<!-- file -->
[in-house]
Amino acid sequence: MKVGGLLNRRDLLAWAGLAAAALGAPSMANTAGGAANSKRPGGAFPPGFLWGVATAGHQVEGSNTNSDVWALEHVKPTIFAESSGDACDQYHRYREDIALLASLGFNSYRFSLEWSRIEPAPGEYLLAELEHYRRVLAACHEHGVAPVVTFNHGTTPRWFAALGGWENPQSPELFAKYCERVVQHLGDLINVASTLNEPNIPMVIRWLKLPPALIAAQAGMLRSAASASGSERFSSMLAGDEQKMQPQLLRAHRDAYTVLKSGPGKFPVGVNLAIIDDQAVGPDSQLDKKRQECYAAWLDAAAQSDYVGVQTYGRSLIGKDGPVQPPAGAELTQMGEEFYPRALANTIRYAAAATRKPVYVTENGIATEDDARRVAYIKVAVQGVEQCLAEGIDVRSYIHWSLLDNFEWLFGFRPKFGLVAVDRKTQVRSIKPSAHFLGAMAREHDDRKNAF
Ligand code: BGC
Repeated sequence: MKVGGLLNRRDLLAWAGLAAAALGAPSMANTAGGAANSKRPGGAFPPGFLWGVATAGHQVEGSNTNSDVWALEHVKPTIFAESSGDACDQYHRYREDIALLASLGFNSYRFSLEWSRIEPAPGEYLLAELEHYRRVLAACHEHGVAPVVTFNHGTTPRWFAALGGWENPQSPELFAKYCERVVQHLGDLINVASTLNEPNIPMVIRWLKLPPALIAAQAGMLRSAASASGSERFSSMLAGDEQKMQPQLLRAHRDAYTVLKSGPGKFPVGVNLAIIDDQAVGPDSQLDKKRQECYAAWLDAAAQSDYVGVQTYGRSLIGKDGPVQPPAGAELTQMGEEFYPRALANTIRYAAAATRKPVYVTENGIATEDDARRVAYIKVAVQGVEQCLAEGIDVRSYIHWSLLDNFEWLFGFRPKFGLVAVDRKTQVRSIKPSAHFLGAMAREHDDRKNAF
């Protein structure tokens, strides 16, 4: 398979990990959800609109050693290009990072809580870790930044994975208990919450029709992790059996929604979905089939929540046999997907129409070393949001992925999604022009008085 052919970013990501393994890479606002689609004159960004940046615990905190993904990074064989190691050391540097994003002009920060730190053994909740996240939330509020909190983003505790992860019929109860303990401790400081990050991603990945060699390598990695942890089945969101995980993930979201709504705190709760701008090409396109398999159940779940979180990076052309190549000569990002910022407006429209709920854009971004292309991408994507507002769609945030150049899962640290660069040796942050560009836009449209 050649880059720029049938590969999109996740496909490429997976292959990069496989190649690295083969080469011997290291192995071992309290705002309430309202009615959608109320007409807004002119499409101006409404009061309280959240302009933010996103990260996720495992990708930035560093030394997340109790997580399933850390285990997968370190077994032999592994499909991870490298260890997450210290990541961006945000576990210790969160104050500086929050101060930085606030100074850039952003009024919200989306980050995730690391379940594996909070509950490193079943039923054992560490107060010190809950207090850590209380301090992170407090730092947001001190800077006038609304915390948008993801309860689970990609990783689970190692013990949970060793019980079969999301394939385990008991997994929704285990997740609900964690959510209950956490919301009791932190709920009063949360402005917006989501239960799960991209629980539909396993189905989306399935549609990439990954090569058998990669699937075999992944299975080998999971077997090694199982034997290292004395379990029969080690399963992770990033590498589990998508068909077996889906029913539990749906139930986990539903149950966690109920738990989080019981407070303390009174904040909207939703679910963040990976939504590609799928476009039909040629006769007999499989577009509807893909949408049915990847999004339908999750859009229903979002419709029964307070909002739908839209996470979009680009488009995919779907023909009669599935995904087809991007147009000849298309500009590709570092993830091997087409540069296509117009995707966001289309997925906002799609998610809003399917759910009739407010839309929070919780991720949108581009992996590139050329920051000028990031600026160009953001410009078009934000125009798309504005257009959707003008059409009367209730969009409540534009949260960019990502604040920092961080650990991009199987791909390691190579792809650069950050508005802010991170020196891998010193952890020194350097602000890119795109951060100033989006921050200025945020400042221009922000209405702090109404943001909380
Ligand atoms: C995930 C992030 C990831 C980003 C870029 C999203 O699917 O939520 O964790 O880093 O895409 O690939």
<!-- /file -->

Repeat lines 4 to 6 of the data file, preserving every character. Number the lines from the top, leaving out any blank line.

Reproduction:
Repeated sequence: MKVGGLLNRRDLLAWAGLAAAALGAPSMANTAGGAANSKRPGGAFPPGFLWGVATAGHQVEGSNTNSDVWALEHVKPTIFAESSGDACDQYHRYREDIALLASLGFNSYRFSLEWSRIEPAPGEYLLAELEHYRRVLAACHEHGVAPVVTFNHGTTPRWFAALGGWENPQSPELFAKYCERVVQHLGDLINVASTLNEPNIPMVIRWLKLPPALIAAQAGMLRSAASASGSERFSSMLAGDEQKMQPQLLRAHRDAYTVLKSGPGKFPVGVNLAIIDDQAVGPDSQLDKKRQECYAAWLDAAAQSDYVGVQTYGRSLIGKDGPVQPPAGAELTQMGEEFYPRALANTIRYAAAATRKPVYVTENGIATEDDARRVAYIKVAVQGVEQCLAEGIDVRSYIHWSLLDNFEWLFGFRPKFGLVAVDRKTQVRSIKPSAHFLGAMAREHDDRKNAF
């Protein structure tokens, strides 16, 4: 398979990990959800609109050693290009990072809580870790930044994975208990919450029709992790059996929604979905089939929540046999997907129409070393949001992925999604022009008085 052919970013990501393994890479606002689609004159960004940046615990905190993904990074064989190691050391540097994003002009920060730190053994909740996240939330509020909190983003505790992860019929109860303990401790400081990050991603990945060699390598990695942890089945969101995980993930979201709504705190709760701008090409396109398999159940779940979180990076052309190549000569990002910022407006429209709920854009971004292309991408994507507002769609945030150049899962640290660069040796942050560009836009449209 050649880059720029049938590969999109996740496909490429997976292959990069496989190649690295083969080469011997290291192995071992309290705002309430309202009615959608109320007409807004002119499409101006409404009061309280959240302009933010996103990260996720495992990708930035560093030394997340109790997580399933850390285990997968370190077994032999592994499909991870490298260890997450210290990541961006945000576990210790969160104050500086929050101060930085606030100074850039952003009024919200989306980050995730690391379940594996909070509950490193079943039923054992560490107060010190809950207090850590209380301090992170407090730092947001001190800077006038609304915390948008993801309860689970990609990783689970190692013990949970060793019980079969999301394939385990008991997994929704285990997740609900964690959510209950956490919301009791932190709920009063949360402005917006989501239960799960991209629980539909396993189905989306399935549609990439990954090569058998990669699937075999992944299975080998999971077997090694199982034997290292004395379990029969080690399963992770990033590498589990998508068909077996889906029913539990749906139930986990539903149950966690109920738990989080019981407070303390009174904040909207939703679910963040990976939504590609799928476009039909040629006769007999499989577009509807893909949408049915990847999004339908999750859009229903979002419709029964307070909002739908839209996470979009680009488009995919779907023909009669599935995904087809991007147009000849298309500009590709570092993830091997087409540069296509117009995707966001289309997925906002799609998610809003399917759910009739407010839309929070919780991720949108581009992996590139050329920051000028990031600026160009953001410009078009934000125009798309504005257009959707003008059409009367209730969009409540534009949260960019990502604040920092961080650990991009199987791909390691190579792809650069950050508005802010991170020196891998010193952890020194350097602000890119795109951060100033989006921050200025945020400042221009922000209405702090109404943001909380
Ligand atoms: C995930 C992030 C990831 C980003 C870029 C999203 O699917 O939520 O964790 O880093 O895409 O690939």